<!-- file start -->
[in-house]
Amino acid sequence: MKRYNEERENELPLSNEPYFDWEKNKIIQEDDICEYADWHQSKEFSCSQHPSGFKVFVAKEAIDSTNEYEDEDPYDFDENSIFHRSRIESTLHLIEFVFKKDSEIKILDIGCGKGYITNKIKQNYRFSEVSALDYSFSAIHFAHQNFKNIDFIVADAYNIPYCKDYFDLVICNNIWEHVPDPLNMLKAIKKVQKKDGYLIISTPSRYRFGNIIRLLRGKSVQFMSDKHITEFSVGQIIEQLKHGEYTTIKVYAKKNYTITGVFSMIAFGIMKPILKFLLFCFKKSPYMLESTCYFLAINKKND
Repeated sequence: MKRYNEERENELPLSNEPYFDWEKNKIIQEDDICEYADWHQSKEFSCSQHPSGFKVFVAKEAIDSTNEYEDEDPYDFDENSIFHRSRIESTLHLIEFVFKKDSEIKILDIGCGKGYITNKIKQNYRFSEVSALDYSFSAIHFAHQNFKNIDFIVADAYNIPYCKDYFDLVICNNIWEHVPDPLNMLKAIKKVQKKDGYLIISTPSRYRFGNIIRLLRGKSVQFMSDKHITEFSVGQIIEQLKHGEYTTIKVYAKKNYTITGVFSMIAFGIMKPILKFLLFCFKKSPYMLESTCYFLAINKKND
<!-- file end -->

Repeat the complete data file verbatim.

[in-house]
Amino acid sequence: MKRYNEERENELPLSNEPYFDWEKNKIIQEDDICEYADWHQSKEFSCSQHPSGFKVFVAKEAIDSTNEYEDEDPYDFDENSIFHRSRIESTLHLIEFVFKKDSEIKILDIGCGKGYITNKIKQNYRFSEVSALDYSFSAIHFAHQNFKNIDFIVADAYNIPYCKDYFDLVICNNIWEHVPDPLNMLKAIKKVQKKDGYLIISTPSRYRFGNIIRLLRGKSVQFMSDKHITEFSVGQIIEQLKHGEYTTIKVYAKKNYTITGVFSMIAFGIMKPILKFLLFCFKKSPYMLESTCYFLAINKKND
Repeated sequence: MKRYNEERENELPLSNEPYFDWEKNKIIQEDDICEYADWHQSKEFSCSQHPSGFKVFVAKEAIDSTNEYEDEDPYDFDENSIFHRSRIESTLHLIEFVFKKDSEIKILDIGCGKGYITNKIKQNYRFSEVSALDYSFSAIHFAHQNFKNIDFIVADAYNIPYCKDYFDLVICNNIWEHVPDPLNMLKAIKKVQKKDGYLIISTPSRYRFGNIIRLLRGKSVQFMSDKHITEFSVGQIIEQLKHGEYTTIKVYAKKNYTITGVFSMIAFGIMKPILKFLLFCFKKSPYMLESTCYFLAINKKND